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Motoring: Ford GT40 - 1965

The Ford GT40 is one of the greatest sports cars of all time. It was built with one objective in mind, to win the Le Mans 24 Hour Race. This it did, no less than four times from 1966 to 1969 and also won the Sports Car Championship for Ford in 1968. The GT40 won just about every major race then on the motor sport calendar and was driven by the top drivers of the time, including several World Champions. It also enjoyed much success with the smaller, private teams.

When the GT40 went into production in 1965, Ford anticipated that some wealthy enthusiasts would buy these spectacular cars for highway touring. A road version announced in January 1966, was called "the most expensive Ford ever". Normally it was fitted with a detuned version of the Ford 289 cubic inch V8 which gave it a maximum speed of 164 mph. From the outside the road version of the GT was identical to the racing model. The interior was much more civilised, with a speedometer, tinted door and rear glass, deep door pockets and improved seats. Flanking the transmission at the rear, under the deck lid, were two boxes for luggage.

31 road versions of the Ford GT40 MK 1 were built by Ford UK. Twenty-six of these were sold overseas, mainly in the United States, earning over $100,000 in foreign currency. The final road version of the Ford GT40 was completed by JW Automotive Engineering at Slough, Buckinghamshire, in May 1969. It was one of seven MK 111 road cars. In 1966 Ford GTs finished first, second and third at Daytona, first and second at Sebring, first, second and third at Le Mans and won for Ford the World Constructors championship for prototypes. Victory at Le Mans and Sebring was repeated in 1967 while in 1968 the Ford GT40 completed a hat trick of Le Mans victories for Ford. This together with first place in the BOAC 500 at Brands Hatch, the 1,000 km at Monza, the 1,000 km at Spa and the Endurance Race at Watkins Glen, won Ford the World Sports Car Manufacturers' Championship for the second time in three years.

P/1046: The 1969 Le Mans-winning GT40

In 1969 the Ford GT took first place at Sebring and Le Mans - the same year that production finished. Exact production figures are difficult to determine. It seems that 111 Mk 1 and Mk 111 GT40's were produced plus 12 7-litre cars - J cars and Mk IV - though there were another ten 7-litre cars which had been converted from existing GT 40's and Mk 1's. The production life of the Ford GT40 was less than seven years, yet in that short span it established itself as one of the immortals of motorsport. The Ford GT40 had the number '40' added to its name because the vehicle is 40 inches high.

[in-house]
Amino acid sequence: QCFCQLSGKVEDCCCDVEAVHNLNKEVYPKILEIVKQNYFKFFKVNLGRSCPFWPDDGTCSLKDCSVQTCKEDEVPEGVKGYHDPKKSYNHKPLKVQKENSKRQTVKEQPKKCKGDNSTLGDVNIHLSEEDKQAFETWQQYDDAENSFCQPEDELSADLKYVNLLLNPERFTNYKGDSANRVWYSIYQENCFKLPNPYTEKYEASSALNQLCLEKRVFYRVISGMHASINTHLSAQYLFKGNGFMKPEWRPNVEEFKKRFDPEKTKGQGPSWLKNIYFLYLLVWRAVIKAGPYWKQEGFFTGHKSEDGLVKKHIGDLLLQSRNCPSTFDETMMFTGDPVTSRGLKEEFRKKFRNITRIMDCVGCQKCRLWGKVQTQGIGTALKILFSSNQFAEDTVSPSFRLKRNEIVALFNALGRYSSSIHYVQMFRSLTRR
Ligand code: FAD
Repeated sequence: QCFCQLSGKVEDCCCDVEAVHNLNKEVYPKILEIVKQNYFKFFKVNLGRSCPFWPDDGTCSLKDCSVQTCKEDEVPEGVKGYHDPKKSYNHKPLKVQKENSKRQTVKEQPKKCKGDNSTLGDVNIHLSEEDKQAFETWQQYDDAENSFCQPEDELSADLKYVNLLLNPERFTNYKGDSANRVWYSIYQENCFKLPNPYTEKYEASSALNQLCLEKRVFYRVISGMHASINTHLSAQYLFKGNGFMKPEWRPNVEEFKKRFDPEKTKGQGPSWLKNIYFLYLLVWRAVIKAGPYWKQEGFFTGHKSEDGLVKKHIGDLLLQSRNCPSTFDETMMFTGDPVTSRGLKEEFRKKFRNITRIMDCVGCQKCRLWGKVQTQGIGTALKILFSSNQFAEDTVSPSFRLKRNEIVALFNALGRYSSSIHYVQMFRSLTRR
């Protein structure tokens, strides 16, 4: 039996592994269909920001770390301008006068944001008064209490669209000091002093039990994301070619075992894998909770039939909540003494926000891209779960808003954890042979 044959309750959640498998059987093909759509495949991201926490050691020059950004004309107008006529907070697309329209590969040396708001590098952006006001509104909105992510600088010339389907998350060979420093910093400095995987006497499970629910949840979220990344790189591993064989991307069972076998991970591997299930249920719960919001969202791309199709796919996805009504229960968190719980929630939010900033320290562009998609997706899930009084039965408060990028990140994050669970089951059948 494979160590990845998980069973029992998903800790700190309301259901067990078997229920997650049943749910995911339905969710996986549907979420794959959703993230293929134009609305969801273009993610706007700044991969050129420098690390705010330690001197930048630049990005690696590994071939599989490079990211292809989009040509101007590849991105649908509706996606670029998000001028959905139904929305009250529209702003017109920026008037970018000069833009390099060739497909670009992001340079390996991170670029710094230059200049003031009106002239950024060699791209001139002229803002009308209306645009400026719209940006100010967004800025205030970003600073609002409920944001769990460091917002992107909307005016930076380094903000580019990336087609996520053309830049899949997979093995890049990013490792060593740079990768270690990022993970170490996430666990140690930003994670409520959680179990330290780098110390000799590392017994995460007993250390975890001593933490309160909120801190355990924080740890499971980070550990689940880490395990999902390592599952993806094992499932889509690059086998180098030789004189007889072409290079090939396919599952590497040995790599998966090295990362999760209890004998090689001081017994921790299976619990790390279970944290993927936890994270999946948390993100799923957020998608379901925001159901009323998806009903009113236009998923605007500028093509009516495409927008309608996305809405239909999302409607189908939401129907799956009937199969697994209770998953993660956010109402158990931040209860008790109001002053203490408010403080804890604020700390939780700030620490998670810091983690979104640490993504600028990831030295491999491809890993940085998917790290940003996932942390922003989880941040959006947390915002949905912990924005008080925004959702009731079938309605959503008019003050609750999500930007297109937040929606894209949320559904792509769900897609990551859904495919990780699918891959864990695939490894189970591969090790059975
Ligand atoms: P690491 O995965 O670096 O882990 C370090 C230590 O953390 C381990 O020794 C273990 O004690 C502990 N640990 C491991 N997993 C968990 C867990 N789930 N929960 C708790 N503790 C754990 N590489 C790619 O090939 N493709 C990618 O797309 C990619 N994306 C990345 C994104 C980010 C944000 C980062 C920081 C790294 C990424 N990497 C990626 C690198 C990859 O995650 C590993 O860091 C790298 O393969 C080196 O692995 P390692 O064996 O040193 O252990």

In January 1966, Shelby American's California shop took delivery of a bare chassis identified as P/1046 the 47th GT40 from Ford Advanced Vehicles' 87-car production run. The Shelby crew completed this car to campaign it at the 1966 24 Hours of Le Mans. In the hands of Bruce McLaren and Chris Amon, it qualified fourth in the 55-car field, two seconds behind the pole-winning GT40 driven by Dan Gurney and Jerry Grant.

Before the race was half over, all 14 Ferraris were parked. Overheating stopped Gurney and Grant at about the 17-hour mark. With two hours remaining, the GT40 driven by Ken Miles and Denny Hulme passed the McLaren/Amon car for the lead. But Miles and Hulme were robbed of the win by Ford racing boss Leo Beebe's attempt to orchestrate a three-abreast finish. Officials awarded the laurels to the McLaren/Amon effort because they had started the race farther back on the grid, and they did, in fact, cross the finish line first.

Chassis P/1046's glory was short-lived. Following stints as a test mule, it ran in the 1967 Daytona 24-hour race but dropped out, along with four other Ford entries. After a few more test sessions, P/1046 was demoted to parts donor. It was subsequently sold, then handed down through three owners, one of whom had P/1046 prepped for street service with a closed-circuit rearview camera, air-conditioning, and a metal-flake gold paint job with black trim.

In 1983, Wisconsin collector George Stauffer was shopping for vintage Rolls-Royces when he discovered P/1046 stored in a crate in Ghent, Belgium. It had lost its identification plate somewhere along the way, but GT40 expert Ronnie Spain studied the find for several months and concluded it was, without doubt, the 1966 Le Mans winner. Stauffer restored the car to factory specification and raced it in vintage events for nearly three decades.


Le Mans 1968

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